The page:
I have a feeling, though, that this is an issue that runs deeper than current political scandal. I've often noticed that the UK press, or at least certain branches of it, shows many more signs of rivalry with the French than the French press with les anglais and assumed that it was an indicator of a British inferiority complex combined with a French sense of superiority to everyone on the planet. Now, however, I think I have come closer to understanding the explanation. The French have much more of a love/hate relationship with the US than with the UK, decrying the damaging effects of the globalisation of US culture while guzzling Big Macs at a rate that is second only to the Americans themselves. So while the British conside the US as an ally and the French as rivals (culturally speaking, at least) the French are far more concerned by the Americans themselves than the nation that they see as their puny "anglo-saxon" sidekicks.

Tuesday, 14 June 2011

Expression of the Weekend

Il va demander son zéro-six.

In France, mobile numbers all start with the digits 06.

Tuesday, 7 June 2011

Voyage of Discovery in the West

As I mentioned in my last post, I spent Ascension weekend at a gîte in the Charente-Maritime, halfway between Bordeaux and La Rochelle and about 40km from the Atlantic coast. During this time, I discovered (or confirmed) the following:

- Many place names in the Charente-Maritime end in –ac. We discovered Givrézac, Gémozac and Jonzac …

- …But there are also the better known Cognac and Armagnac, which we explored in their more “spiritual” forms.

- French people sneer at the Spanish for putting lemonade in their wine but it is perfectly acceptable to mix Cognac with Schweppes.

- I like Cognac mixed with Schweppes.

-


- If you park your car illegally in the pretty medieval village of Pons while indulging your unsociable tendencies on the Friday after Ascension, you don’t have to worry about being caught because the only 2 policemen in the village aren’t working.


- The Atlantic coast has great beaches.

- The sea is warm enough to swim in.

- It’s not a good idea to have the front door of your gîte lower than ground level, especially if the drain outside the door blocks and there is a massive thunderstorm. It’s even harder to sweep the water out if the uneven floor slopes away from the door.


Sunday, 5 June 2011

Word of the Weekend

Accordéon.

In normal French, this means the same as it does in English. On Ascension weekend (bank holiday on Thursday + pont on Friday = 4 days anywhere but in Paris) it means one of these frustrating traffic jams where you slow down, pick up some speed, slow down again, pick up some speed, and one hour later you've travelled about 20km.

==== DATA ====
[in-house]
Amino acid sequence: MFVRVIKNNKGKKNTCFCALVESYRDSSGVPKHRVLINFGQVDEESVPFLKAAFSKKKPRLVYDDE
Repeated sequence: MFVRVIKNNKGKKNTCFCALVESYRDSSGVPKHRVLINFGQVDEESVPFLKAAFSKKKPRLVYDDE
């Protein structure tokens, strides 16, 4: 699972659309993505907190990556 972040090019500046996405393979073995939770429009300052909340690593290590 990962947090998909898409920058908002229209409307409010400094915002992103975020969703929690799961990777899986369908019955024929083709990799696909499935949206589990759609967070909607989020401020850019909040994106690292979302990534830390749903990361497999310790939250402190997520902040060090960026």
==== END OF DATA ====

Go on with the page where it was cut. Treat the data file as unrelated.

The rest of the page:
In close second place, and on the same theme, did you know that caisse is a slang word for a car? I didn't ( I thought it was bagnole, but maybe I'm just out of date) until spending a weekend in the country with Understanding Frenchman and 15 of his friends. Clearly he edits his French for me a bit too much the rest of the time!

So, far too many hours on the autoroute today but photos from the gorgeous Charente-Maritime coming soon!


Tuesday, 31 May 2011

Quoi de neuf?


Looking back over my blog from the past few months, it struck me that while I have posted many a (hopefully) witty comment on the more incomprehensible aspects of French living, it’s been a while since I wrote about my actual French life.

One of the great things about my life is that I have a job that I really love. The trouble with having a job that you love is that sometimes you care a little bit too much about doing it well and it eats into the rest of your life and takes up a lot of your thinking time. When you also love many other things in life, that can lead to a lot of stress. I realised things had gone a bit too far when I had a long break in Scotland over Easter and, by the time I had finally started to relax, it was time to go back to work again. Since then, work has still been manic, but I have been making an effort to be calmer, more relaxed and a little less obsessed with filling every waking minute (and some when I should be sleeping) with exciting things to do.

So here is what I have been doing while trying not to do anything. Sunny weather always helps!

Visit the Base de Loisirs in Cergy. Cergy has a reputation for being a bit grim but this is a beautiful park with several lakes and lots of forest. We just had a barbecue, but you can also go sailing, take a cruise or even go swimming!

Picnic in the Parc du Château in St-Germain-en-Laye. Officially this isn’t allowed, but a park official looked at our spread of apéro snacks, couscous, fruit, salad and large quantities of wine and said, “As long as it’s a light picnic, it’s fine.”

Discover the Parc de Montsouris. This is probably the Parisian park that looks most like a British park. Not too much dust, and you are allowed to play on the grass!


Take a trip to Burgundy. Only 2 hours’ drive from Paris and also accessible by train, this area is proper countryside, with enough tree pollen to make me sneeze non-stop for two days. Luckily, the French healthcare system has since provided me with three types of medication and since then I’ve been fine. This was my first outdoor swim of the year, in a reservoir, and there is also lots of amazing food to taste! We adopted a friendly dog that insisted that we take it for a walk.

">Drink on a terrasse, preferably surrounded by all your friends and beautiful flowers.

Plan your next trip. Holiday weekends are coming up, so it’s time to go further afield again!